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Acta Psychol (Amst). 2015 Jul;159:14-21. doi: 10.1016/j.actpsy.2015.05.004. Epub 2015 May 21.

Novelty's effect on memory encoding.

Author information

1
Department of Cognitive Psychology, VU University Amsterdam, The Netherlands Van der Boechorststraat 1, 1081BT Amsterdam, The Netherlands. Electronic address: m.rangelgomez@vu.nl.
2
Department of Cognitive Psychology, VU University Amsterdam, The Netherlands Van der Boechorststraat 1, 1081BT Amsterdam, The Netherlands. Electronic address: janenaitesigita@gmail.com.
3
Department of Cognitive Psychology, VU University Amsterdam, The Netherlands Van der Boechorststraat 1, 1081BT Amsterdam, The Netherlands. Electronic address: m.meeter@vu.nl.

Abstract

It is often thought that novelty benefits memory formation. However, support for this idea mostly comes from paradigms that are open to alternative explanations. In the present study we manipulated novelty in a word-learning task through task-irrelevant background images. These background images were either standard (presented repeatedly), or novel (presented only once). Two types of background images were used: Landscape pictures and fractals. EEG was also recorded during encoding. Contrary to the idea that novelty aids memory formation, memory performance was not affected by the novelty of the background. In the evoked response potentials, we found evidence of distracting effects of novelty: both the N1 and P3b components were smaller to words studied with novel backgrounds, and the amplitude of the N2b component correlated negatively with subsequent retrieval. We conclude that although evidence from other studies does suggest benefits on a longer time scale, novelty has no instantaneous benefits for learning.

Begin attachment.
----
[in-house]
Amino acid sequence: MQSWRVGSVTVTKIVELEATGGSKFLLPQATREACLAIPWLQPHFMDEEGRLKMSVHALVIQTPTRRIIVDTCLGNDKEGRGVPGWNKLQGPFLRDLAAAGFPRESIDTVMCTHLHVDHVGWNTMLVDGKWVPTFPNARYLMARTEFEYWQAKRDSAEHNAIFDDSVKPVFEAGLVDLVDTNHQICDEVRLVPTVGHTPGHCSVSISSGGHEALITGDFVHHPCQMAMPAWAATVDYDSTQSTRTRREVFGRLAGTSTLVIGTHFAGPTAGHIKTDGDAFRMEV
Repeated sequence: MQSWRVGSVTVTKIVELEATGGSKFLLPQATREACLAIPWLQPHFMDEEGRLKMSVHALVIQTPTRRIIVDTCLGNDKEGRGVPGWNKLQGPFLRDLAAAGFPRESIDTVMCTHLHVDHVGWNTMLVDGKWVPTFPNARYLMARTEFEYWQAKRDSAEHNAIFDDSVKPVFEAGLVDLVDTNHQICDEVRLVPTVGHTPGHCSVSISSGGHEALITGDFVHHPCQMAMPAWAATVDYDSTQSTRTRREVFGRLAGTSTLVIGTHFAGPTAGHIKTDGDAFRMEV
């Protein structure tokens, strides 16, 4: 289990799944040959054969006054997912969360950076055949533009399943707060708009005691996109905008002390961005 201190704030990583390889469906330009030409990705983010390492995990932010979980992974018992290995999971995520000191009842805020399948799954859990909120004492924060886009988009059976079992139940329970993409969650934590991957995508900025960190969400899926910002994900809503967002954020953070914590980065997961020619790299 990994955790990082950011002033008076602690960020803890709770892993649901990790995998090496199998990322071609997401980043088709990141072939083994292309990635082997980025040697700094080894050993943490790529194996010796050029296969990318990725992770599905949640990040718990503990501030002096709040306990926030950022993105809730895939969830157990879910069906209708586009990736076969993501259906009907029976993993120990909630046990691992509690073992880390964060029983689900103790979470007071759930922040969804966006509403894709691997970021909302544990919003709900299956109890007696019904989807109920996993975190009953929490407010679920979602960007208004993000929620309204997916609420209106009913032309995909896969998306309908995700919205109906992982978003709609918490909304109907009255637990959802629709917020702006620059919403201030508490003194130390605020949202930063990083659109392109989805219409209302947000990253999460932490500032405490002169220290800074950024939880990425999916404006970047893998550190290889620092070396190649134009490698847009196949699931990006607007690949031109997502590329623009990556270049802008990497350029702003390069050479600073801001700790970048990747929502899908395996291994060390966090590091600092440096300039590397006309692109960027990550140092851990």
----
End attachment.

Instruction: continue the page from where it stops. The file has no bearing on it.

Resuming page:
KEYWORDS:

ERP; Encoding; Memory; Novelty

PMID:
26005196
DOI:
10.1016/j.actpsy.2015.05.004
[Indexed for MEDLINE]

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